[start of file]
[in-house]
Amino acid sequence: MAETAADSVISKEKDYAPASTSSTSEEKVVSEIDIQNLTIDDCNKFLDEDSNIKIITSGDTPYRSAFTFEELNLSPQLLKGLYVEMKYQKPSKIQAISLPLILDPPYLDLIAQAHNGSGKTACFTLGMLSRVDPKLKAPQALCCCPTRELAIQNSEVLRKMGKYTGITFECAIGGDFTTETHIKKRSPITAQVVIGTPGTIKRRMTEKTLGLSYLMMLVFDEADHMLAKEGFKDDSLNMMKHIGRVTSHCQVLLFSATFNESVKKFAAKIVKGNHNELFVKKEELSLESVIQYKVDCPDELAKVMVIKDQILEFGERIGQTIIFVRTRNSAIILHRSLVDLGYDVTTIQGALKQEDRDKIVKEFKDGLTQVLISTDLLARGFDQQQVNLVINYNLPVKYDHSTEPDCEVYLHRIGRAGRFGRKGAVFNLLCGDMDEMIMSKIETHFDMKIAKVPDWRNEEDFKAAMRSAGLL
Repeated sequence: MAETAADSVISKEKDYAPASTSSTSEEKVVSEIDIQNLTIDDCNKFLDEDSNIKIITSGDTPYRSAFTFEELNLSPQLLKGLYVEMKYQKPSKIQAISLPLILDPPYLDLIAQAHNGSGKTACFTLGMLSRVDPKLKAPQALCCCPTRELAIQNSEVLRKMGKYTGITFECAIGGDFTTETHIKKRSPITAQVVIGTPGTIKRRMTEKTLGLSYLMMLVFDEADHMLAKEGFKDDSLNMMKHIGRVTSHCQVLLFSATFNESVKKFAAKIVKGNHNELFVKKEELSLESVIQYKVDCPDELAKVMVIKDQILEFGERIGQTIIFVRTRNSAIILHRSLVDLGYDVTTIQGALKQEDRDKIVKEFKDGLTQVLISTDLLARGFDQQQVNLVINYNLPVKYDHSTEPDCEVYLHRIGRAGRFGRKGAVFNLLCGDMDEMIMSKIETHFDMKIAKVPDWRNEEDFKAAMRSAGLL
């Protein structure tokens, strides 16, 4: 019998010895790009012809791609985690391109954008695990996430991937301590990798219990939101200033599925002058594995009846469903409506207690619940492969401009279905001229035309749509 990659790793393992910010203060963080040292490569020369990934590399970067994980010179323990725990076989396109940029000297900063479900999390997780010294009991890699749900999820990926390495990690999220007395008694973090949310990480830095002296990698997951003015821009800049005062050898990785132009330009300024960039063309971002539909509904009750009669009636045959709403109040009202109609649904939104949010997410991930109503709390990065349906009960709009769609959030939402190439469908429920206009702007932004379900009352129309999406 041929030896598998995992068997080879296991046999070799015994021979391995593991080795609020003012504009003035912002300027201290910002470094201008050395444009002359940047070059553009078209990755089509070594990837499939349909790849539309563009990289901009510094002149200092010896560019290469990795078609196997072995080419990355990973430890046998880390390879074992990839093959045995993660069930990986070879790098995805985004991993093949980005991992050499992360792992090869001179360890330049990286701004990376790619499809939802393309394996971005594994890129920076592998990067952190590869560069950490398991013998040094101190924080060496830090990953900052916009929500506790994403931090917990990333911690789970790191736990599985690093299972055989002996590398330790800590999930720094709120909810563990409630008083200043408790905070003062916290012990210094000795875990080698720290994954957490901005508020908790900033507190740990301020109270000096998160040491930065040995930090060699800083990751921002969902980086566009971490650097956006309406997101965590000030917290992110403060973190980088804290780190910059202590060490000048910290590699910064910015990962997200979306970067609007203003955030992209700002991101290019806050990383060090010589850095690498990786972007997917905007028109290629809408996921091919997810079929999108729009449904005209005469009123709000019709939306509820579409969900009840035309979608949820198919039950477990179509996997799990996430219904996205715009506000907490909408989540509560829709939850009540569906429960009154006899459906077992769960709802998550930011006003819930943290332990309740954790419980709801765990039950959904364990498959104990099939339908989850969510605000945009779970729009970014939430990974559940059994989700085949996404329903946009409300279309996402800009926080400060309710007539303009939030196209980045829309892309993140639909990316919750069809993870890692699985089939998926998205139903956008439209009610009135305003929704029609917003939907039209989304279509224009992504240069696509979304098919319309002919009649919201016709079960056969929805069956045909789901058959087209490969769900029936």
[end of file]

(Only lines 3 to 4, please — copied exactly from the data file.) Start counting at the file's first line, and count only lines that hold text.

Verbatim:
Repeated sequence: MAETAADSVISKEKDYAPASTSSTSEEKVVSEIDIQNLTIDDCNKFLDEDSNIKIITSGDTPYRSAFTFEELNLSPQLLKGLYVEMKYQKPSKIQAISLPLILDPPYLDLIAQAHNGSGKTACFTLGMLSRVDPKLKAPQALCCCPTRELAIQNSEVLRKMGKYTGITFECAIGGDFTTETHIKKRSPITAQVVIGTPGTIKRRMTEKTLGLSYLMMLVFDEADHMLAKEGFKDDSLNMMKHIGRVTSHCQVLLFSATFNESVKKFAAKIVKGNHNELFVKKEELSLESVIQYKVDCPDELAKVMVIKDQILEFGERIGQTIIFVRTRNSAIILHRSLVDLGYDVTTIQGALKQEDRDKIVKEFKDGLTQVLISTDLLARGFDQQQVNLVINYNLPVKYDHSTEPDCEVYLHRIGRAGRFGRKGAVFNLLCGDMDEMIMSKIETHFDMKIAKVPDWRNEEDFKAAMRSAGLL
């Protein structure tokens, strides 16, 4: 019998010895790009012809791609985690391109954008695990996430991937301590990798219990939101200033599925002058594995009846469903409506207690619940492969401009279905001229035309749509 990659790793393992910010203060963080040292490569020369990934590399970067994980010179323990725990076989396109940029000297900063479900999390997780010294009991890699749900999820990926390495990690999220007395008694973090949310990480830095002296990698997951003015821009800049005062050898990785132009330009300024960039063309971002539909509904009750009669009636045959709403109040009202109609649904939104949010997410991930109503709390990065349906009960709009769609959030939402190439469908429920206009702007932004379900009352129309999406 041929030896598998995992068997080879296991046999070799015994021979391995593991080795609020003012504009003035912002300027201290910002470094201008050395444009002359940047070059553009078209990755089509070594990837499939349909790849539309563009990289901009510094002149200092010896560019290469990795078609196997072995080419990355990973430890046998880390390879074992990839093959045995993660069930990986070879790098995805985004991993093949980005991992050499992360792992090869001179360890330049990286701004990376790619499809939802393309394996971005594994890129920076592998990067952190590869560069950490398991013998040094101190924080060496830090990953900052916009929500506790994403931090917990990333911690789970790191736990599985690093299972055989002996590398330790800590999930720094709120909810563990409630008083200043408790905070003062916290012990210094000795875990080698720290994954957490901005508020908790900033507190740990301020109270000096998160040491930065040995930090060699800083990751921002969902980086566009971490650097956006309406997101965590000030917290992110403060973190980088804290780190910059202590060490000048910290590699910064910015990962997200979306970067609007203003955030992209700002991101290019806050990383060090010589850095690498990786972007997917905007028109290629809408996921091919997810079929999108729009449904005209005469009123709000019709939306509820579409969900009840035309979608949820198919039950477990179509996997799990996430219904996205715009506000907490909408989540509560829709939850009540569906429960009154006899459906077992769960709802998550930011006003819930943290332990309740954790419980709801765990039950959904364990498959104990099939339908989850969510605000945009779970729009970014939430990974559940059994989700085949996404329903946009409300279309996402800009926080400060309710007539303009939030196209980045829309892309993140639909990316919750069809993870890692699985089939998926998205139903956008439209009610009135305003929704029609917003939907039209989304279509224009992504240069696509979304098919319309002919009649919201016709079960056969929805069956045909789901058959087209490969769900029936």